Motorcycle stunt riding, often referred to as stunting, is a motorcycle sport characterized by stunts involving acrobatic maneuvering of the motorcycle and sometimes the rider. Common maneuvers in stunt riding include wheelies, stoppies, and burnouts. Sport bikes have become a common vehicle for stunts.
Stunters are a controversial subculture of motorcycling, perform motorcycle stunts on sportbikes, both on public roads and in private venues. Some stunters have organized commercial teams.
As Martin Child wrote in Bike, "With lighter, shorter, better-braked bikes on the market, the stoppie has never been so easy for so many." In the 1990s some riders made performing stunts the primary focus of their riding.
Stunting equipment includes:
1. Frame sliders — These large knobs are attached to a motorcycle's frame to protect the fairing from damage should the rider lay down the bike.
2. Crash cages — These cages provide more protection from damage than frame sliders.
3. Subcages — Subcages are very similar to crash cages, but for protection of a different sort. While crash cages are protection for the frame itself, motor mounts and cases subcages focus on protecting the subframe of the motorcycle.
4. 12 o'clock bar — 12 bars, as they are referred to, are commonly used on stunt bikes. These bars attach to the subframe of the motorcycle and are used when 12ing the bike. Furthermore, with the introduction of the 12 bar came an array of bar tricks which all occur while the motorcycle is resting on the bar itself.
5. Round bar— A variation of the 12 bar, round bars are becoming more and more popular nowadays with riders straying away from bar tricks and increasing the technicality of Circle combinations. The round bar is just that, it is a curved bar that hugs the contour of the motorcycle tail section with no flat sections.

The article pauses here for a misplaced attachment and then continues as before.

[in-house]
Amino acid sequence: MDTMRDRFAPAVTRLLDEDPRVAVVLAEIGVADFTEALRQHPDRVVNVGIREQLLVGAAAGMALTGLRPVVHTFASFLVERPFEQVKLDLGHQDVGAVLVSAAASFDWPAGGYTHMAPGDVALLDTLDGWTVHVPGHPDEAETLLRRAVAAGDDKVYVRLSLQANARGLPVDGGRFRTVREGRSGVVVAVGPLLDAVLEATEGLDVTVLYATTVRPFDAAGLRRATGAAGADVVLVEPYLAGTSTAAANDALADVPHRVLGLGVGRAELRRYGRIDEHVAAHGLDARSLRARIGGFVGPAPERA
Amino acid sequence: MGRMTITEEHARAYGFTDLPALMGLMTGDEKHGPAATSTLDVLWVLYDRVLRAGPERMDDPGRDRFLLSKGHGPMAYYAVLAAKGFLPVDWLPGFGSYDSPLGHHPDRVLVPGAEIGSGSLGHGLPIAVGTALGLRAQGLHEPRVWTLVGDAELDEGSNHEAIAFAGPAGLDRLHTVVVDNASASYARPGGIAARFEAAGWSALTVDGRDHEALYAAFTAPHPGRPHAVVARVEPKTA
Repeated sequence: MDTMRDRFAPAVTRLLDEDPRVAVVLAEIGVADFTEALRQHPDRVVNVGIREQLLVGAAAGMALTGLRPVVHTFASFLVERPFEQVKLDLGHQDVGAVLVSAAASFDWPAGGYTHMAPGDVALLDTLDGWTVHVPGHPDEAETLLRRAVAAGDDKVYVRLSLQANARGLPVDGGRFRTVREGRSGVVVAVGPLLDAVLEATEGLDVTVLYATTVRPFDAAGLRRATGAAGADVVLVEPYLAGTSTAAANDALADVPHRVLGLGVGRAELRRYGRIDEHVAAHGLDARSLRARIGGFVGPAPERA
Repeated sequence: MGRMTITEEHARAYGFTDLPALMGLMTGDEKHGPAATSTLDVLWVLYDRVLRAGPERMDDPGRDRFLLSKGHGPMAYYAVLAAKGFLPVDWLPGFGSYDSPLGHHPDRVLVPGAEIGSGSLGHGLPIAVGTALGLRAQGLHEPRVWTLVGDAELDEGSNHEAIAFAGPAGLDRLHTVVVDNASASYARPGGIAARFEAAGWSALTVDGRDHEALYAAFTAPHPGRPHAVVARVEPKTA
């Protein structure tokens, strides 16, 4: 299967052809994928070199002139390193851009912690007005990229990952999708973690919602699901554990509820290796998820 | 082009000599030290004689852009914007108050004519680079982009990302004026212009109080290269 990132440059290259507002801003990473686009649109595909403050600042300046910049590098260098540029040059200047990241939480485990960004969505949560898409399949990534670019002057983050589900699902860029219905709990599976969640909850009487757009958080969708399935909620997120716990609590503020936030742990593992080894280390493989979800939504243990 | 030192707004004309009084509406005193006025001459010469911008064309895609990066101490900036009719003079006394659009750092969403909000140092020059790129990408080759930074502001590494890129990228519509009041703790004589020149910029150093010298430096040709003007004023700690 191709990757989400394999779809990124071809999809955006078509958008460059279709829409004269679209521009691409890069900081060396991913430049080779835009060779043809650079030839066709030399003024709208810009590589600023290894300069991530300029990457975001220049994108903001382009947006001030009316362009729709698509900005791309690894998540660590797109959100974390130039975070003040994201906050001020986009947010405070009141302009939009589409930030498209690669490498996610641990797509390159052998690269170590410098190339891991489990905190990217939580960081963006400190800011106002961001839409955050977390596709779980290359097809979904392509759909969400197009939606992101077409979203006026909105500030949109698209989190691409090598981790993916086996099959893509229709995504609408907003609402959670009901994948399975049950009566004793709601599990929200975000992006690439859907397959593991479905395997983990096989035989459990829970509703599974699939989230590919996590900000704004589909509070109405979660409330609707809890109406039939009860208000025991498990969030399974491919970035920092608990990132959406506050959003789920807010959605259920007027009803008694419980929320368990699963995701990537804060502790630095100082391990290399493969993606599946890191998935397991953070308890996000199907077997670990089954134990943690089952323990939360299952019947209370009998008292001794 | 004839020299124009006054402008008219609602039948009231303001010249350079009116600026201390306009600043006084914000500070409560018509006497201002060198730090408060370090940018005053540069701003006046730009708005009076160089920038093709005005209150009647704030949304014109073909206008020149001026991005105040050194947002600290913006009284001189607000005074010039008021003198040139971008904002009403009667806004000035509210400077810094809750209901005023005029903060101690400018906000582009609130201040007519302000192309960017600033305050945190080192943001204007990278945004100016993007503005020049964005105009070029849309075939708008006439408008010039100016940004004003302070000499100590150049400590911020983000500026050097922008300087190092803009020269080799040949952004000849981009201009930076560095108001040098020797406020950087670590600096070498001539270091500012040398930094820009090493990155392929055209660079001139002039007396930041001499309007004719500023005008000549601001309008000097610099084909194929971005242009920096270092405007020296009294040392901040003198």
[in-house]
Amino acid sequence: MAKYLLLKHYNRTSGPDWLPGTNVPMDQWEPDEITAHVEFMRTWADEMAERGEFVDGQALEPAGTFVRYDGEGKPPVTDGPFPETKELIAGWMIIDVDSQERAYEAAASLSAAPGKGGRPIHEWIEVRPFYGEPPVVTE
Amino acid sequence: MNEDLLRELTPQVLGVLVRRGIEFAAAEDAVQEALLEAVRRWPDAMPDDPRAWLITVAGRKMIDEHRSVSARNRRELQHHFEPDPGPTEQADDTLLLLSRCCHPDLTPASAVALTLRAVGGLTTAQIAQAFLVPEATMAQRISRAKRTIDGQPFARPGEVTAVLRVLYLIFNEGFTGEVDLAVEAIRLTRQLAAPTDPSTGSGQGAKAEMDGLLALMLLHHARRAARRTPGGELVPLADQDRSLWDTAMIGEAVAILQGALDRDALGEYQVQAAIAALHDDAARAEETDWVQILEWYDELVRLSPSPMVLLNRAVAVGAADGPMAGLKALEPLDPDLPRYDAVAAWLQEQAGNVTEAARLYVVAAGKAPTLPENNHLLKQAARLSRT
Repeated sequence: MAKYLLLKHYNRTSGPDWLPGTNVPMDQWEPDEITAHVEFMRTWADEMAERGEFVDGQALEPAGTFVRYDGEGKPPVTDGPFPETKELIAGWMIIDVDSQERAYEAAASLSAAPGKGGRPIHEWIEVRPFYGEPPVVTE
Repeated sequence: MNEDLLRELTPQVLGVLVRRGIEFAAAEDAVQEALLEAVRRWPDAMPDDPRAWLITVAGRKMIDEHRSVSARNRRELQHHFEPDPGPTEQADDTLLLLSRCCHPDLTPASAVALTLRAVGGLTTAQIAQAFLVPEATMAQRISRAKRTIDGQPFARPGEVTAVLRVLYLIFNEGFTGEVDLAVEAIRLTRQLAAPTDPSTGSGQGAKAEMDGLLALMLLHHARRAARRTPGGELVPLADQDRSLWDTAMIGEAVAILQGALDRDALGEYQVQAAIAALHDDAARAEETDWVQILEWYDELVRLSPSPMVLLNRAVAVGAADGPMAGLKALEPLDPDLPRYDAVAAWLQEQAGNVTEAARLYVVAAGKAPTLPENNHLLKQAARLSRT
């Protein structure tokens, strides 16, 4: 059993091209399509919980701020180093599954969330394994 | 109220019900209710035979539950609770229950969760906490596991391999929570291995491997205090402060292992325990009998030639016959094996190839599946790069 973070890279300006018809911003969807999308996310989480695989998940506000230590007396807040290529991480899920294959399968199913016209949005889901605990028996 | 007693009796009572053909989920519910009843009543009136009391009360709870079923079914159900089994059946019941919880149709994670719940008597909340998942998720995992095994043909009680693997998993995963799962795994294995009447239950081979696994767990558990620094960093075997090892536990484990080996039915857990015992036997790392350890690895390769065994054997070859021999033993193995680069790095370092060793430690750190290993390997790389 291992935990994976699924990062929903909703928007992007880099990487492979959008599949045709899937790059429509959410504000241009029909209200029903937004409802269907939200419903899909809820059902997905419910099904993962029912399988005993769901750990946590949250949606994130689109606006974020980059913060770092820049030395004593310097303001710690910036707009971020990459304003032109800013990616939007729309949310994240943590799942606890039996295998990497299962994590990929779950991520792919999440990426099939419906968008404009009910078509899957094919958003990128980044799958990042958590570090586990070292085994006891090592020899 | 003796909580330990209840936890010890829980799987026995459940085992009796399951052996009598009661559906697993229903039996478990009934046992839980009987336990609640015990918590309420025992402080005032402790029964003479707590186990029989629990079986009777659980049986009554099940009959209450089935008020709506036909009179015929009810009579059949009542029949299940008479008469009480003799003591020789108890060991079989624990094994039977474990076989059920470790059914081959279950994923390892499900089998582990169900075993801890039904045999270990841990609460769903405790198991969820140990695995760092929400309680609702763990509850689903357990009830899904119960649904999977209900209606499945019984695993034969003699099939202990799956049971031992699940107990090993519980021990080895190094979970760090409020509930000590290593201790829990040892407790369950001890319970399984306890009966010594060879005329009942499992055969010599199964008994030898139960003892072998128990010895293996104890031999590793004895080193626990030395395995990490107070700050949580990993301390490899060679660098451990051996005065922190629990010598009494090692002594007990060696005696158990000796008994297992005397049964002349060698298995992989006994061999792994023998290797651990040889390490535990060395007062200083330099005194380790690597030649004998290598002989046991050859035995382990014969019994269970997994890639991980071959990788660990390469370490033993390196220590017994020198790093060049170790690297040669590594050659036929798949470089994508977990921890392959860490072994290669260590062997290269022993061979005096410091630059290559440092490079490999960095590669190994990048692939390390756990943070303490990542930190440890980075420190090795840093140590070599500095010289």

There are many variations of the basic wheelie. The "high chair" is a wheelie with the rider's legs over the handlebars, while a "tank wheelie" is one in which rider sits on the tank with legs spread. A "frog" is a wheelie in which the rider stands on the tank, and a "seat stander" is performed with the rider standing on the motorcycle's saddle. Standing on the windshield while riding the bike at 12'oclock is called a "watch tower". The "12 o'clock" is a very high wheelie, past the normal balance point of the motorcycle. A wheelie performed by two or more men on the same motorcycle is called "man-dom".
The "chainsaw" is a form of burnout performed by the stunter standing beside a motorcycle lying on its side holding the motorcycle exclusively by the right handle bar then causing the bike to "orbit" around the rider while maintaining control during the burnout.
1. Doug Domokos (1955–2001), "The Wheelie King" — held the record for longest wheelie for 8 years after a 145 miles wheelie at Talladega Speedway in 1984.
2. Dave McKenna, Australia's number one Freestyle Street Bike Stunt Rider since 2011.